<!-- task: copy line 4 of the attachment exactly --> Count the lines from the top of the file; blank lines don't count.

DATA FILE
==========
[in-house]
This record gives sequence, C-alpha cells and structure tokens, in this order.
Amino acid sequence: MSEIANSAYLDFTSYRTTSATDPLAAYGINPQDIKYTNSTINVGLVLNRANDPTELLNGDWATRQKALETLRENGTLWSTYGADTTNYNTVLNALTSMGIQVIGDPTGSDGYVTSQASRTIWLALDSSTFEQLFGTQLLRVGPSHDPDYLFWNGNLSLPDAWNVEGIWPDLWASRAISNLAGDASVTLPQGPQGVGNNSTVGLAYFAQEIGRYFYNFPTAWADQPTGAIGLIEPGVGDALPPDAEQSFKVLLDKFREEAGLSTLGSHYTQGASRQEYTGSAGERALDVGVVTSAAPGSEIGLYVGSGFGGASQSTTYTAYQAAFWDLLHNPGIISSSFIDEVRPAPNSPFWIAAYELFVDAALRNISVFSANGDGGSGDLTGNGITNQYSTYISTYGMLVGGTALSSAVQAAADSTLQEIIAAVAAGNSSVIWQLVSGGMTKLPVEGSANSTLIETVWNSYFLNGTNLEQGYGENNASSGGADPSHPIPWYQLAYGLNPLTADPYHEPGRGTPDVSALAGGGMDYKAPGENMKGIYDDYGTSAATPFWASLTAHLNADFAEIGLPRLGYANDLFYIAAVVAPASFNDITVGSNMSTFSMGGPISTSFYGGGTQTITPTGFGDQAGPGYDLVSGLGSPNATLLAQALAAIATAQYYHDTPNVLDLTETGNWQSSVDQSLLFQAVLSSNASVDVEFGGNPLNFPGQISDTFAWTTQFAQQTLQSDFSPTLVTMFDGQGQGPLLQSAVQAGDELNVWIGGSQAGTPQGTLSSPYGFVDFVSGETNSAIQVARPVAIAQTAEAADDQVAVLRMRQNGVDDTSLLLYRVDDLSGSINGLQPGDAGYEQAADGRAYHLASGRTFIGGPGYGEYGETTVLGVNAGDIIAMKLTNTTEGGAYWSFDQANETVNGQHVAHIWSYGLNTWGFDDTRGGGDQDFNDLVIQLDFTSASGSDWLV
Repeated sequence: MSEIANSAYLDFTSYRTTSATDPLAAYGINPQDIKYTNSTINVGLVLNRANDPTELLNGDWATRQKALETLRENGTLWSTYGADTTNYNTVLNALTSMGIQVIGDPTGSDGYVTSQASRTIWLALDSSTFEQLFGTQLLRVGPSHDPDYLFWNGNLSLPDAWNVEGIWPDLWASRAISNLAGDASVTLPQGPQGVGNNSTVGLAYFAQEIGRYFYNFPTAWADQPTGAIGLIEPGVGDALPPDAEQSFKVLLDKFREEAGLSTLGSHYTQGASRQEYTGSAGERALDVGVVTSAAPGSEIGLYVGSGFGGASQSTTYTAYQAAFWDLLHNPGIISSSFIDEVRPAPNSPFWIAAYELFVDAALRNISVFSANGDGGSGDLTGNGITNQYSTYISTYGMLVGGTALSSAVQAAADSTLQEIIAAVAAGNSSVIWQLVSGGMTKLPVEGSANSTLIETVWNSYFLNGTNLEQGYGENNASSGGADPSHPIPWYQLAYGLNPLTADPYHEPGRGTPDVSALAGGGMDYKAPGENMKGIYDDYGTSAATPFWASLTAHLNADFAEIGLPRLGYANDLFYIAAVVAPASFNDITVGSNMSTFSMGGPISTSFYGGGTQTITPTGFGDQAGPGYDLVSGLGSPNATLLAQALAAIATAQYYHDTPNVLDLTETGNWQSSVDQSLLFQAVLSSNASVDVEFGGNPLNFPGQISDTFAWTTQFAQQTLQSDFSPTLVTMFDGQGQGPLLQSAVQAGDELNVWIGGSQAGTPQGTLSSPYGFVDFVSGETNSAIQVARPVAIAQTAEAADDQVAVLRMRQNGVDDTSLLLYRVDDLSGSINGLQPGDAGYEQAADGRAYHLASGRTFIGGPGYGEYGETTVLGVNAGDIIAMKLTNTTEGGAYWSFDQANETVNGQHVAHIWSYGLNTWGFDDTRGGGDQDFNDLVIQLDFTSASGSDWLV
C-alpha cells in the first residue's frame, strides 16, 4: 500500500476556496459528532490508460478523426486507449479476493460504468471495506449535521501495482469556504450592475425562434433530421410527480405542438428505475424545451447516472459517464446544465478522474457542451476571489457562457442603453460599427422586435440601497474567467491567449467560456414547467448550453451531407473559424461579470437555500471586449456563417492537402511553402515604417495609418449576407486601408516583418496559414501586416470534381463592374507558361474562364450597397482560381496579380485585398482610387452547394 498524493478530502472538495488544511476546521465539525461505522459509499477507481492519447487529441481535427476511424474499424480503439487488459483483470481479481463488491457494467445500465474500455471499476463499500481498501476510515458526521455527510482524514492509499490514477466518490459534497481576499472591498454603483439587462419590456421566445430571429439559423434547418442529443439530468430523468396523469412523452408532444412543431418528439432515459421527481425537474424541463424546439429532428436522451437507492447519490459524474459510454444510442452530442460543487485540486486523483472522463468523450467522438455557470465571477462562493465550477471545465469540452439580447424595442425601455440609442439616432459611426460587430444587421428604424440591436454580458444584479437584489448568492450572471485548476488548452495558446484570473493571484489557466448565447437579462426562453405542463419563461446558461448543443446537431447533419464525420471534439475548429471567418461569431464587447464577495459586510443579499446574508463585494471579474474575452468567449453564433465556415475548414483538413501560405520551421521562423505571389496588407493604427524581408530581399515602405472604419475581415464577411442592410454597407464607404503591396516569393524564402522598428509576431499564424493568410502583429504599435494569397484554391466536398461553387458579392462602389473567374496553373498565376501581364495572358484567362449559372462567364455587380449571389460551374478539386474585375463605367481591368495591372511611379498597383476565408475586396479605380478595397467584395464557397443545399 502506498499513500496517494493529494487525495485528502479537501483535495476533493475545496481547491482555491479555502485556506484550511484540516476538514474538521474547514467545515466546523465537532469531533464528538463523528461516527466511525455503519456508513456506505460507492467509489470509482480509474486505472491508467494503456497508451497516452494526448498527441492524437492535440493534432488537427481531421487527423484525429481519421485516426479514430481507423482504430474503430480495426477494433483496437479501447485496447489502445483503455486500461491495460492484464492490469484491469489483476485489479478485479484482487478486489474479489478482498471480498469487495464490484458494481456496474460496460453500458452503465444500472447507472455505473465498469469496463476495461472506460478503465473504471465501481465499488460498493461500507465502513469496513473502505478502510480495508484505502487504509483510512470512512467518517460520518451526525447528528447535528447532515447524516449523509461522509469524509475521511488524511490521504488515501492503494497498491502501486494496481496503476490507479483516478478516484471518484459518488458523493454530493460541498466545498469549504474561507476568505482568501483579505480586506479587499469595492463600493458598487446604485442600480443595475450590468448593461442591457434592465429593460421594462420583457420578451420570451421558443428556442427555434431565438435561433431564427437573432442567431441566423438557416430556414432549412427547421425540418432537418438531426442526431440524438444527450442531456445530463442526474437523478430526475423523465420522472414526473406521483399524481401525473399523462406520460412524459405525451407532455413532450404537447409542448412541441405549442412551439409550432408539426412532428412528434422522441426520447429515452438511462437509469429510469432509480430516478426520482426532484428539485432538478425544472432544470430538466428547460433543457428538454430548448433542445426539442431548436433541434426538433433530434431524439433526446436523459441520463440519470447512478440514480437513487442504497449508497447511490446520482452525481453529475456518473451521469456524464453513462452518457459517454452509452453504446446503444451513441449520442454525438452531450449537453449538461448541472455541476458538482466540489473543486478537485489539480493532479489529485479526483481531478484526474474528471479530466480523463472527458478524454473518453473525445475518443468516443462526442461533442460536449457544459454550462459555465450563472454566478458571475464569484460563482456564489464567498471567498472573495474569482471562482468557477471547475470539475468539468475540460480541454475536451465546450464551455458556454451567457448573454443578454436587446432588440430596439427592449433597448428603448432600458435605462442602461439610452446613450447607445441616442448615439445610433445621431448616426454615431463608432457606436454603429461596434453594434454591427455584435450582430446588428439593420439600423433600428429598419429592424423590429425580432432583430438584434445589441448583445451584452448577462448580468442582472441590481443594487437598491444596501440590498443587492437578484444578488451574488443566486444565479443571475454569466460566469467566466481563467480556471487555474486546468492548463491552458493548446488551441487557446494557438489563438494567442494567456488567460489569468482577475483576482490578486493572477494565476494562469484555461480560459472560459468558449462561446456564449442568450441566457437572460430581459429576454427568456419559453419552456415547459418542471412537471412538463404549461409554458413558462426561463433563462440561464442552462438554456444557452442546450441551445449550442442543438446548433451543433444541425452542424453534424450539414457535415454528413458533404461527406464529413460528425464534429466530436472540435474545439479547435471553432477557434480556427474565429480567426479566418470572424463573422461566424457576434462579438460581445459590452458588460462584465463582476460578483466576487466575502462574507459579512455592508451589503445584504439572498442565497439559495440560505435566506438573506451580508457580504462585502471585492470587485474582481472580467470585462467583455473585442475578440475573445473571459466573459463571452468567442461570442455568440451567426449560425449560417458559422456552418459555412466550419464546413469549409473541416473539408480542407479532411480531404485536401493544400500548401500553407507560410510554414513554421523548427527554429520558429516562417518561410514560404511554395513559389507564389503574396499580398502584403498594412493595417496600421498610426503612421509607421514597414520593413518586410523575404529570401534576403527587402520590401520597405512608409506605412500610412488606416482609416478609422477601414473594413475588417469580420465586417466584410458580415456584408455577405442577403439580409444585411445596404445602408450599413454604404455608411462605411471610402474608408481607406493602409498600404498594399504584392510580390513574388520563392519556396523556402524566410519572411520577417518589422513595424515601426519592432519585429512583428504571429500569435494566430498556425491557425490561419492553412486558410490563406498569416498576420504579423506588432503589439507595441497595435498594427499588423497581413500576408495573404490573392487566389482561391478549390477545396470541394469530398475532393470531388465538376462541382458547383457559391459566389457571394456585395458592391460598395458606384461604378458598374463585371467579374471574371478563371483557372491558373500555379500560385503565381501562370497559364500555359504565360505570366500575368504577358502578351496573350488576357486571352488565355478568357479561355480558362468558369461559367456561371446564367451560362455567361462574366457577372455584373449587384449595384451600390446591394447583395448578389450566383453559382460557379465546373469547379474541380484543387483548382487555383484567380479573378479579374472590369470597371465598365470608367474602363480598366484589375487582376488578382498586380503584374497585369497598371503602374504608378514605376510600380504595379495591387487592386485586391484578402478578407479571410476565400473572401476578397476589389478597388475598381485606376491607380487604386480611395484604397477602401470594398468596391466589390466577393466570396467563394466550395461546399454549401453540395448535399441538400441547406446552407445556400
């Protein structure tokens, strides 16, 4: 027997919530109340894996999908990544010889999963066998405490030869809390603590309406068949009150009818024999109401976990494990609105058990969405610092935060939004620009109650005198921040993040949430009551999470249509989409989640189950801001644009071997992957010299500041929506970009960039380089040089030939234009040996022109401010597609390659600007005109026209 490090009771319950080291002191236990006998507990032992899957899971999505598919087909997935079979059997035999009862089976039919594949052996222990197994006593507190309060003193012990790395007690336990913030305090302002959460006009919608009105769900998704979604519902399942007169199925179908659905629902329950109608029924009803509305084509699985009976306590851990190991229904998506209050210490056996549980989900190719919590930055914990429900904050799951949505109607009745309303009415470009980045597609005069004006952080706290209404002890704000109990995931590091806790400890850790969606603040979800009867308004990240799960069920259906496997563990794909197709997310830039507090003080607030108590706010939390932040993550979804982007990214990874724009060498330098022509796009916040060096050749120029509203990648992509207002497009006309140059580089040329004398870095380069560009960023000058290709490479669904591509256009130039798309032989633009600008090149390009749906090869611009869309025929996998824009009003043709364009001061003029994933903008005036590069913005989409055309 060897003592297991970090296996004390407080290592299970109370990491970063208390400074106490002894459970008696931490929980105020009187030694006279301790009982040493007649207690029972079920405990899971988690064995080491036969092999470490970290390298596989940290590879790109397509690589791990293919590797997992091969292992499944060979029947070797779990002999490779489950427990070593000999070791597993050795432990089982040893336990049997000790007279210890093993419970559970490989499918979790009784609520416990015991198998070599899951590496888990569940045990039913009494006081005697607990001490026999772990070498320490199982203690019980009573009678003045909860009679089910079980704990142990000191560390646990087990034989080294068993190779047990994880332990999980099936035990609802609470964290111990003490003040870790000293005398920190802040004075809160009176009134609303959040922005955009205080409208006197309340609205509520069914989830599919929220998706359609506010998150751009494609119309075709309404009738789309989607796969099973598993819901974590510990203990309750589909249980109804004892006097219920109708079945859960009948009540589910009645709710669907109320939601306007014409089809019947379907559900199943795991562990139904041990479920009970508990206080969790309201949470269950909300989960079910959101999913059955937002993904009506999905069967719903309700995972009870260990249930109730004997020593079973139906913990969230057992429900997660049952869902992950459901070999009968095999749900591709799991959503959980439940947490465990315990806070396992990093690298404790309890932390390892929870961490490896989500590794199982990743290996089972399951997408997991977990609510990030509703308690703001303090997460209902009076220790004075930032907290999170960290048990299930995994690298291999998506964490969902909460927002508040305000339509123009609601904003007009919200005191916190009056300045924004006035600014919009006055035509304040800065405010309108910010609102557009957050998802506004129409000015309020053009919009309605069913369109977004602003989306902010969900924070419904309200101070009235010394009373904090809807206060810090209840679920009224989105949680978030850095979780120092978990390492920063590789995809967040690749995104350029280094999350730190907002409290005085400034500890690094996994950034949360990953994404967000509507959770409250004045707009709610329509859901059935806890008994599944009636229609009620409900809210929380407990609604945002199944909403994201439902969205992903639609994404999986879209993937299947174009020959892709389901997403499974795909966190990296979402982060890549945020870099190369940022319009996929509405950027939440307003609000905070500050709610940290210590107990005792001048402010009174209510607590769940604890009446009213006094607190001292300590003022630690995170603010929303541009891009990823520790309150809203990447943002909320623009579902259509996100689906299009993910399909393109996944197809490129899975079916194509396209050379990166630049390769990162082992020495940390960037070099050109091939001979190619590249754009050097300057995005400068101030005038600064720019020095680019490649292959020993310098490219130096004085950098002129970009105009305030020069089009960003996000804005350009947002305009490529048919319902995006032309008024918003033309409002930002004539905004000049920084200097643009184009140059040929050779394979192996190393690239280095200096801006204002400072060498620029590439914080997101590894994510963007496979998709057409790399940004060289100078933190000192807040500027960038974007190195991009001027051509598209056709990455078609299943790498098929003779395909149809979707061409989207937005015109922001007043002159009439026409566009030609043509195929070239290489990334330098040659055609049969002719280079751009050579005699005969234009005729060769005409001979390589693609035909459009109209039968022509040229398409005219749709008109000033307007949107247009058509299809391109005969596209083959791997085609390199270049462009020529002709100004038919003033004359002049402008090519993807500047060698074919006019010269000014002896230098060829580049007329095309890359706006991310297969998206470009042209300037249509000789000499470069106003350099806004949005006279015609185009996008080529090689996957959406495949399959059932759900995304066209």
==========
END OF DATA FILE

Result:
Repeated sequence: MSEIANSAYLDFTSYRTTSATDPLAAYGINPQDIKYTNSTINVGLVLNRANDPTELLNGDWATRQKALETLRENGTLWSTYGADTTNYNTVLNALTSMGIQVIGDPTGSDGYVTSQASRTIWLALDSSTFEQLFGTQLLRVGPSHDPDYLFWNGNLSLPDAWNVEGIWPDLWASRAISNLAGDASVTLPQGPQGVGNNSTVGLAYFAQEIGRYFYNFPTAWADQPTGAIGLIEPGVGDALPPDAEQSFKVLLDKFREEAGLSTLGSHYTQGASRQEYTGSAGERALDVGVVTSAAPGSEIGLYVGSGFGGASQSTTYTAYQAAFWDLLHNPGIISSSFIDEVRPAPNSPFWIAAYELFVDAALRNISVFSANGDGGSGDLTGNGITNQYSTYISTYGMLVGGTALSSAVQAAADSTLQEIIAAVAAGNSSVIWQLVSGGMTKLPVEGSANSTLIETVWNSYFLNGTNLEQGYGENNASSGGADPSHPIPWYQLAYGLNPLTADPYHEPGRGTPDVSALAGGGMDYKAPGENMKGIYDDYGTSAATPFWASLTAHLNADFAEIGLPRLGYANDLFYIAAVVAPASFNDITVGSNMSTFSMGGPISTSFYGGGTQTITPTGFGDQAGPGYDLVSGLGSPNATLLAQALAAIATAQYYHDTPNVLDLTETGNWQSSVDQSLLFQAVLSSNASVDVEFGGNPLNFPGQISDTFAWTTQFAQQTLQSDFSPTLVTMFDGQGQGPLLQSAVQAGDELNVWIGGSQAGTPQGTLSSPYGFVDFVSGETNSAIQVARPVAIAQTAEAADDQVAVLRMRQNGVDDTSLLLYRVDDLSGSINGLQPGDAGYEQAADGRAYHLASGRTFIGGPGYGEYGETTVLGVNAGDIIAMKLTNTTEGGAYWSFDQANETVNGQHVAHIWSYGLNTWGFDDTRGGGDQDFNDLVIQLDFTSASGSDWLV